Lee Edwards was born in 1981, in Kent, and lives and works in London. Edwards gained his BA at the Chelsea College of Art and Design, followed by his MA in Painting, at The Royal College of Art. Edwards is well known for painting quite small intricate images onto a variety of different surfaces, some of which include, conkers, MDF, plastic bags, and pieces of wood.
In the examples chosen above, Edwards has used random cuts of timber, and depicted extremely detailed portraits. The first on the left ‘My aunt’s friend’ and the second on the right ‘Fades to Memory’. It appears as though Edwards uses the knots and grain markings to guide where the painting is placed. For instance to the right, the rings appear to emanate from the young woman’s face, and to the right the subtle glimpse of the woman is just etched in to the grain markings of this piece of wood.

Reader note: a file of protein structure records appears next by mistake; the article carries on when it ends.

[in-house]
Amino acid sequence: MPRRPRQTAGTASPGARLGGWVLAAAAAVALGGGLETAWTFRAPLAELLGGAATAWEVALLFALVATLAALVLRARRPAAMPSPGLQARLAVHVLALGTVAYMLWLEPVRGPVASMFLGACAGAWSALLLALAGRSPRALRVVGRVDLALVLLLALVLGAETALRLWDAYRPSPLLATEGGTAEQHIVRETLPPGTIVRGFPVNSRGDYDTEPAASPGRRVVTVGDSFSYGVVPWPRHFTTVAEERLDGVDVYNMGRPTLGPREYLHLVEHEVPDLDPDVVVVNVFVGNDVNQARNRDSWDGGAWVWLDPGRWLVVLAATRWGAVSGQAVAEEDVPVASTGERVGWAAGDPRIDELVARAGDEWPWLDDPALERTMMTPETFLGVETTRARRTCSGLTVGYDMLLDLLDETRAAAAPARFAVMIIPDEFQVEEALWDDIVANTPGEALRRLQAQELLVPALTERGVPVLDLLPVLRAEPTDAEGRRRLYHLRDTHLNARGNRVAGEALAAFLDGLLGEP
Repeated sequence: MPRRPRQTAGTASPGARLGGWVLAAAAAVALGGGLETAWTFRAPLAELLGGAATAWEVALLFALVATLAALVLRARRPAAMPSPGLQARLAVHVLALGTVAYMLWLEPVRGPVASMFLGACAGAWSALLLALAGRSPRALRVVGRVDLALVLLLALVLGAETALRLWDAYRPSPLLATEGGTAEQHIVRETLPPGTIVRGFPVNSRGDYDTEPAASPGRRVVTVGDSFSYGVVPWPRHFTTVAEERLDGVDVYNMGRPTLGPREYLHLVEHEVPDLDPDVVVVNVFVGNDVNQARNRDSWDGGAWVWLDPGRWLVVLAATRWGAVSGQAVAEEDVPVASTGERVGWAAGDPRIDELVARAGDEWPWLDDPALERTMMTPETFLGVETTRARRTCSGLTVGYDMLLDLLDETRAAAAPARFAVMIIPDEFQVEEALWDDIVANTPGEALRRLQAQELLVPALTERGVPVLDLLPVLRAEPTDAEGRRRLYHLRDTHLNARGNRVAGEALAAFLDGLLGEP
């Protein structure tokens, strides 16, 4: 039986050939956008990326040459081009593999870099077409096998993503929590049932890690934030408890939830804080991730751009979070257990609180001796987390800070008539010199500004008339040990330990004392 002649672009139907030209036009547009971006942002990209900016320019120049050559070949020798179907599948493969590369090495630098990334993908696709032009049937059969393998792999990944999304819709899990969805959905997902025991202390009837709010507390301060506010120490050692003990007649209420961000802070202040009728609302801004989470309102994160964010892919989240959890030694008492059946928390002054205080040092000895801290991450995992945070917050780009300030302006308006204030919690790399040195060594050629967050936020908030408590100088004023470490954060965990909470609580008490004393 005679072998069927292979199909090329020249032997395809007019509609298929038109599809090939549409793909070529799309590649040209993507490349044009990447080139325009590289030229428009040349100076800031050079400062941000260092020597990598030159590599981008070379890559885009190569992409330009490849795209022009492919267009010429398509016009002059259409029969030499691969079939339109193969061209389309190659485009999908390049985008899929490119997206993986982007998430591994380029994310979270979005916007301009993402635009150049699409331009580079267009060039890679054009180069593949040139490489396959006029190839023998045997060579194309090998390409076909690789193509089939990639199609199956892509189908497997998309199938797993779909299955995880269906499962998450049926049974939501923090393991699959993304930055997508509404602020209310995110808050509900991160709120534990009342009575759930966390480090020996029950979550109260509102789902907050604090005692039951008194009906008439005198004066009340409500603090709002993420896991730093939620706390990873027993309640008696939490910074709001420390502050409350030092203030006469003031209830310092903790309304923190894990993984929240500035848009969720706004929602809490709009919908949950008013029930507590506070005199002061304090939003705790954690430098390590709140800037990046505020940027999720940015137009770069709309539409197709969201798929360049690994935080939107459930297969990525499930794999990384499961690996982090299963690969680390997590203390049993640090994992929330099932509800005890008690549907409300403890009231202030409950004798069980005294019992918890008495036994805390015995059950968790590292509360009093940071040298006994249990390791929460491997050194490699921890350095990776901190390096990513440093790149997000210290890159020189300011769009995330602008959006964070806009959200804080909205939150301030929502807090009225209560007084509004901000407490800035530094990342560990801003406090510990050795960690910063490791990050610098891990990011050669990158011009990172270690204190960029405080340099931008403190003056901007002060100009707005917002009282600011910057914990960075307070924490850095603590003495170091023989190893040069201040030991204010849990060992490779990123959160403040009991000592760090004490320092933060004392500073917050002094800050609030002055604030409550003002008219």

In the same way Edwards used found pieces of wood, I found a couple of pieces of discarded skirting board in the cellar of my house to work on. Inspired by how Edwards uses existing imperfections on the surface of the wood I used this as my jumping off point. To the left, I mimicked the knot and round indents found in this piece by using a selection of corals, yellows and peach acrylic paint to adorn the wood using swirling brush strokes, the painting feels like a celebration of confetti. To the right, there were lots of angular lines and cuts found in the wood, so I painted in bold straight lines using earthy greens, and turquoise, it reminds me of an angular landscape with lots of different fields. I like how the two pieces are presented together with the soft bevelled edges they look as if they always belonged together.